Special Report: Still Fighting - WALB.com, Albany News, Weather, Sports

Special Report: Still Fighting

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(Left to RIght) Wayland Gay, Ed Irby, Ronald Carruthers, and Gene Lastinger (Left to RIght) Wayland Gay, Ed Irby, Ronald Carruthers, and Gene Lastinger
MOULTRIE, GA (WALB) -

In 1962, the United States started spraying Vietnam with a powerful defoliant known as 'Agent Orange.'

Fighting in the Vietnam War ended in 1975, but even today, many veterans of that war are still battling health problems they believe were caused by the chemicals.

'Operation Ranch Hand' dropped 20 million gallons of chemical herbicide and defoliant on Vietnam. These members of Moultrie's VFW served in Vietnam in the mid-60's, and now nearly 40 years later, in their mid-sixties, say those chemicals still affect their lives.

 "It's still with you. It's something that stays with you the rest of your life," Ed Irby, an Army Vietnam Veteran 1966-1967, said.

And they admit too often when they are together, one topic of conversation is their common health problems.

"I got bad kidneys. Bad heart," Ronald Carruthers said. Carruthers, an Army Vietnam Veteran in 1969-1970, said they told him Agent Orange had something to do with it.

"I have health problem," Wayland Gay, and Army Vietnam Veteran in 1967-1968 said.  "I have diabetes, been diagnosed and treated for prostrate cancer."

"I got kidney problems and diabetes. They did a biopsy on my kidney and it, the chemical caused the kidneys died basically," Gene Lastinger said.

All the veterans we spoke to say they were exposed to the powerful herbicide. Gay loaded the chemical in planes.

 "It was just a plain white barrel, a 55 gallon barrel, and it had an orange stripe down the middle of it. So that's how it got it's name, Agent Orange," Gay said.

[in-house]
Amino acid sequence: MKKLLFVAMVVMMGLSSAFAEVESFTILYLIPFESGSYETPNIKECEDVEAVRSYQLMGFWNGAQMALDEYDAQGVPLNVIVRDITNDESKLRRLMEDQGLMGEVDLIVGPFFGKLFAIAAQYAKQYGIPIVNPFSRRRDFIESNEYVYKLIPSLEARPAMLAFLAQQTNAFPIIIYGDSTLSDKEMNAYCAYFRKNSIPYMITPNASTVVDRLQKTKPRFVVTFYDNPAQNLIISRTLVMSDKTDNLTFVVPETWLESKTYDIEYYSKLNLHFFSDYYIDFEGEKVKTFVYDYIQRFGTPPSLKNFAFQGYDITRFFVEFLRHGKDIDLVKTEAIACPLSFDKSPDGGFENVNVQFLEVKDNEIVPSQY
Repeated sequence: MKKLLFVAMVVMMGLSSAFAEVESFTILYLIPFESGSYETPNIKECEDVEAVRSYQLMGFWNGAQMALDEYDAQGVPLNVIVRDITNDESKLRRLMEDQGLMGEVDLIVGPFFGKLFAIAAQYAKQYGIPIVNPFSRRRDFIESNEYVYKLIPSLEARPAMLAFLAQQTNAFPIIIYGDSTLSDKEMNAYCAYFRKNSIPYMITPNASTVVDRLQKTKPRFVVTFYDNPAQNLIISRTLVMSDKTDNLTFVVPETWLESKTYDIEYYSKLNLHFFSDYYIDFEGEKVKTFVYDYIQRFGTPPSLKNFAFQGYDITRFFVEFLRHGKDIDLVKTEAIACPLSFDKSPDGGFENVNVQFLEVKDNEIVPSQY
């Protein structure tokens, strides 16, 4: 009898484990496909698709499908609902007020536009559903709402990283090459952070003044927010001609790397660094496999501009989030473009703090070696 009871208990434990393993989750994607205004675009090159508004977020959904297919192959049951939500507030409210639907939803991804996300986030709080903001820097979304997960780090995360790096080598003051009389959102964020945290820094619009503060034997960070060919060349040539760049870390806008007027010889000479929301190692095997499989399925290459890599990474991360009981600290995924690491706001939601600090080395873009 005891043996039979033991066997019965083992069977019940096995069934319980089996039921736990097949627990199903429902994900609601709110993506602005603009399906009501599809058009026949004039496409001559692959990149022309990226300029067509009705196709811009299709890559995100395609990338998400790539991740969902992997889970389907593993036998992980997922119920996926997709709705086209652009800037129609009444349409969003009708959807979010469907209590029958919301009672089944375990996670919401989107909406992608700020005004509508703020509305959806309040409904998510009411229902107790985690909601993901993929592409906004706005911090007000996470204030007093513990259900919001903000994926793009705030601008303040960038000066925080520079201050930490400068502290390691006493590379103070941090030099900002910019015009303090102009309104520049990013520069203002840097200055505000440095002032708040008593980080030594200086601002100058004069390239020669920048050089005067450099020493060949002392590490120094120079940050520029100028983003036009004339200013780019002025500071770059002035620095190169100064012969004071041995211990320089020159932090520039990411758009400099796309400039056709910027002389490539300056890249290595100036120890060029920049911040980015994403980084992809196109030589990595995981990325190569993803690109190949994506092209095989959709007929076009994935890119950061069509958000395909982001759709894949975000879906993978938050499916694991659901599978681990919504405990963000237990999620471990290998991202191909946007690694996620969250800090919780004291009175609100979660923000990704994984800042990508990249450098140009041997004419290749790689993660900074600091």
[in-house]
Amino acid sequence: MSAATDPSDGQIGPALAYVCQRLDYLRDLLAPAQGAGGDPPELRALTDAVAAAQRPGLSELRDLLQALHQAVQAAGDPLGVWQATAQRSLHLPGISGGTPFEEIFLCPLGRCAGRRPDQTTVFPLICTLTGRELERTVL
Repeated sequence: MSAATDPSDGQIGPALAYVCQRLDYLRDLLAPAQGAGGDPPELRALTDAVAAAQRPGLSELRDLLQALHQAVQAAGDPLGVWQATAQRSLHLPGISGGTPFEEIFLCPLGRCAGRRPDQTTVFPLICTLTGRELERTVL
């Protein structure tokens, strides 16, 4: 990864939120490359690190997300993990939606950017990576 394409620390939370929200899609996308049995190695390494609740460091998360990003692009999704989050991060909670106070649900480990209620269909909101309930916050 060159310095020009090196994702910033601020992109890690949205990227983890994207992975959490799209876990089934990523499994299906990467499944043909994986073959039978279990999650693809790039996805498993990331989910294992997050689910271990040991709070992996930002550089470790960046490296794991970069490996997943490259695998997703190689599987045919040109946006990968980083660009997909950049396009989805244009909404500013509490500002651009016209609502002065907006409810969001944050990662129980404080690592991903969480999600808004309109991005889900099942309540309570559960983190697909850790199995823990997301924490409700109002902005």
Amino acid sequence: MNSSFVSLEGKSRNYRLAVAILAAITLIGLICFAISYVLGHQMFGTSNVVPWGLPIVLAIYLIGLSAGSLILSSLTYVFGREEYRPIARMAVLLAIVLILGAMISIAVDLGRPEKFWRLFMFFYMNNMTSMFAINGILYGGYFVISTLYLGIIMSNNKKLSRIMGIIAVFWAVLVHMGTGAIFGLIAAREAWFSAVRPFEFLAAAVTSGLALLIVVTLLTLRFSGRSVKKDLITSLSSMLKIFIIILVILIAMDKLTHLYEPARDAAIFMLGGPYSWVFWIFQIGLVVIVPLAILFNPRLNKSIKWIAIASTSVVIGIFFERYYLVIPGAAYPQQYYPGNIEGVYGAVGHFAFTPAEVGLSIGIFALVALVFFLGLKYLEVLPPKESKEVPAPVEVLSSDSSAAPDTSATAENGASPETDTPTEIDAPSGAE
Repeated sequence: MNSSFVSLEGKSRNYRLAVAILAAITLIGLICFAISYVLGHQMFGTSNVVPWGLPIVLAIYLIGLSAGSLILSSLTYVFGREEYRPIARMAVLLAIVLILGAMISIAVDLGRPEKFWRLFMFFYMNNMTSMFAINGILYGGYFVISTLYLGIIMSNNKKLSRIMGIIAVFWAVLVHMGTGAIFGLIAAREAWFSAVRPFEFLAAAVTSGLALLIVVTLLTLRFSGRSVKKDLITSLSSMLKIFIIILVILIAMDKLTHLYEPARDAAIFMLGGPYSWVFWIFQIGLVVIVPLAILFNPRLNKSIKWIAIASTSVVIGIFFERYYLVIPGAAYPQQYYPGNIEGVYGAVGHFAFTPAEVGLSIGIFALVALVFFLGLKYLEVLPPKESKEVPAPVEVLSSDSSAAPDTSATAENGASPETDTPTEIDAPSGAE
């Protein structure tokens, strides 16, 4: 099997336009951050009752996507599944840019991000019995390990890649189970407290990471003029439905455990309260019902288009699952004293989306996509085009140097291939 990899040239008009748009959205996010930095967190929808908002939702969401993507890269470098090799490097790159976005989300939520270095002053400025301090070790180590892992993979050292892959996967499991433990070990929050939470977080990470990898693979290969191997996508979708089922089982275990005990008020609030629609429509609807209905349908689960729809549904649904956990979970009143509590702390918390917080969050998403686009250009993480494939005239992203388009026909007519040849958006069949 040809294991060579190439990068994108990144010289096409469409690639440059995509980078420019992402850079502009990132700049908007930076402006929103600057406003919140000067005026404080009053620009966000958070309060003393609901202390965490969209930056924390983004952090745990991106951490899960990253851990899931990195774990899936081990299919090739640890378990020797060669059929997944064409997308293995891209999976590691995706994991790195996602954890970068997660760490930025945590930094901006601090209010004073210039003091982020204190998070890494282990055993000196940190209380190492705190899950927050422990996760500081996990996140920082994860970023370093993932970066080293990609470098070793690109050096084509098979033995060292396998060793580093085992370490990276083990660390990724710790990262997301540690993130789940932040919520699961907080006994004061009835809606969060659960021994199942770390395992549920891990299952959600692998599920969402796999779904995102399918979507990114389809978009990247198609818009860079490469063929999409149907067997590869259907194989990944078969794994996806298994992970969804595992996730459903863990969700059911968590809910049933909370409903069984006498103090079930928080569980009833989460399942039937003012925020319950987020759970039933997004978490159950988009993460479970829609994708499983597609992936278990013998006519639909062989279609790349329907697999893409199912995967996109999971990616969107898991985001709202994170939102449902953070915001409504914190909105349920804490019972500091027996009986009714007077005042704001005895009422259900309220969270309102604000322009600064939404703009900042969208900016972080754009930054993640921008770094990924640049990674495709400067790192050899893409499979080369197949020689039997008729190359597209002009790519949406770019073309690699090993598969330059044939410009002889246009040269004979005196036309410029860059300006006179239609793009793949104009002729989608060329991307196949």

"If you was in Vietnam, out in the field, you were exposed to Agent Orange, or to the chemical," Irby said.

 "This big old plane would come over and this sticky stuff like on you. You didn't think nothing about it. All we know a couple of days the leaves was gone," Carruthers said.

These men returned home thinking they had escaped the war. "I thought that was the end of it. You know, come back to the states and just pick up where I left off. But it didn't turn out that way," Lastinger, an Army Vietnam Veteran from 1967, said.

No one is sure how many Vietnam War vets are still alive, but some veteran group studies have estimated less than half. The Veteran's Administration says all the disease problems these men face are presumptive to exposure to the dioxin in Agent Orange.

"I think as the Vietnam Veteran gets older it will get worse," Irby said.

"It's kinda scary, when they tell you four more years you might not be here. 2015. Kinda gives you a funny feeling," Carruthers said.

But everyone of the veterans we spoke said they have no regrets.

 "Yes I am," Lastinger said. "I'm proud of being a Vietnam Vet. I'm proud of serving my country."

But they also face health problems that they believe they brought back from their service. "Never thought. Never dreamed. Never dreamed," Irby said.

That 40 years later Vietnam would still be threatening their health and their life. 

It's estimated that 2.8 million Americans served in country during the Vietnam War. About 58,000 died in service.

 

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